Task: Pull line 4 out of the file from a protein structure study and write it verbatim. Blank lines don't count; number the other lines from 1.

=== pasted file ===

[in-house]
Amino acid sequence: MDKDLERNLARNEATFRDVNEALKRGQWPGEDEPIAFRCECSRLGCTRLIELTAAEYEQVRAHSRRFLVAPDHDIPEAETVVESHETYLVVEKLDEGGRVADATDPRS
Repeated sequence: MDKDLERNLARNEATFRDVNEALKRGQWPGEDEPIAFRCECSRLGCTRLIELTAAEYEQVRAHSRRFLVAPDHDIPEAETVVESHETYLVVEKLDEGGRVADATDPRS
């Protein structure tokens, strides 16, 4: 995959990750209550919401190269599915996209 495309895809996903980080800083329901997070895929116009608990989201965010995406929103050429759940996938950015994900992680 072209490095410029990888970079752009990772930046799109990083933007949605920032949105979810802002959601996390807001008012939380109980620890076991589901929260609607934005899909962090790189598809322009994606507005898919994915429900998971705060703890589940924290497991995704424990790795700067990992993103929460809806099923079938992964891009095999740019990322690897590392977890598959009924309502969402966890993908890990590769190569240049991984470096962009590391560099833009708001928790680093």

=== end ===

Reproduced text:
């Protein structure tokens, strides 16, 4: 995959990750209550919401190269599915996209 495309895809996903980080800083329901997070895929116009608990989201965010995406929103050429759940996938950015994900992680 072209490095410029990888970079752009990772930046799109990083933007949605920032949105979810802002959601996390807001008012939380109980620890076991589901929260609607934005899909962090790189598809322009994606507005898919994915429900998971705060703890589940924290497991995704424990790795700067990992993103929460809806099923079938992964891009095999740019990322690897590392977890598959009924309502969402966890993908890990590769190569240049991984470096962009590391560099833009708001928790680093």